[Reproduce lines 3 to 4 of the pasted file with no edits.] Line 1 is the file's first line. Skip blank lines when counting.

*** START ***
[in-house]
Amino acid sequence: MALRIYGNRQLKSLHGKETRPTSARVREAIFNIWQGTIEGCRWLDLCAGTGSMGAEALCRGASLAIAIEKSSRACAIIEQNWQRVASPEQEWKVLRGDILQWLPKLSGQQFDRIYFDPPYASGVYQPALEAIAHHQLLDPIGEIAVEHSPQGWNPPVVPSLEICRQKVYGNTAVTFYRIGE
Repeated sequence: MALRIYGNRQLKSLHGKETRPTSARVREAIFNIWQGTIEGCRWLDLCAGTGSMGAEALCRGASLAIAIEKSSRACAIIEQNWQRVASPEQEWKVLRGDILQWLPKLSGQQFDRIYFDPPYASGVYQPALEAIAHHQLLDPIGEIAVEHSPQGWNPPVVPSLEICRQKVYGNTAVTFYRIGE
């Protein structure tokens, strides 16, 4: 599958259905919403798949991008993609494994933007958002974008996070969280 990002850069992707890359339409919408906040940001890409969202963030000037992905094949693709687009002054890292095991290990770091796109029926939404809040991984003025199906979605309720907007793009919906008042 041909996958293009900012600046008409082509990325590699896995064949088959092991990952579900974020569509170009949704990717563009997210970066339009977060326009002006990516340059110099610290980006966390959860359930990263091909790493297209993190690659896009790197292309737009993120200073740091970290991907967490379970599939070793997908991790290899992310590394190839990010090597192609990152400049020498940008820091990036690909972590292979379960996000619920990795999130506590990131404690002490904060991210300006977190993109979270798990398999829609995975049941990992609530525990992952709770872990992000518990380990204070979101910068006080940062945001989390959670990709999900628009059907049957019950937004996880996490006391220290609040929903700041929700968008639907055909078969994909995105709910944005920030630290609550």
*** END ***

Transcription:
Repeated sequence: MALRIYGNRQLKSLHGKETRPTSARVREAIFNIWQGTIEGCRWLDLCAGTGSMGAEALCRGASLAIAIEKSSRACAIIEQNWQRVASPEQEWKVLRGDILQWLPKLSGQQFDRIYFDPPYASGVYQPALEAIAHHQLLDPIGEIAVEHSPQGWNPPVVPSLEICRQKVYGNTAVTFYRIGE
């Protein structure tokens, strides 16, 4: 599958259905919403798949991008993609494994933007958002974008996070969280 990002850069992707890359339409919408906040940001890409969202963030000037992905094949693709687009002054890292095991290990770091796109029926939404809040991984003025199906979605309720907007793009919906008042 041909996958293009900012600046008409082509990325590699896995064949088959092991990952579900974020569509170009949704990717563009997210970066339009977060326009002006990516340059110099610290980006966390959860359930990263091909790493297209993190690659896009790197292309737009993120200073740091970290991907967490379970599939070793997908991790290899992310590394190839990010090597192609990152400049020498940008820091990036690909972590292979379960996000619920990795999130506590990131404690002490904060991210300006977190993109979270798990398999829609995975049941990992609530525990992952709770872990992000518990380990204070979101910068006080940062945001989390959670990709999900628009059907049957019950937004996880996490006391220290609040929903700041929700968008639907055909078969994909995105709910944005920030630290609550």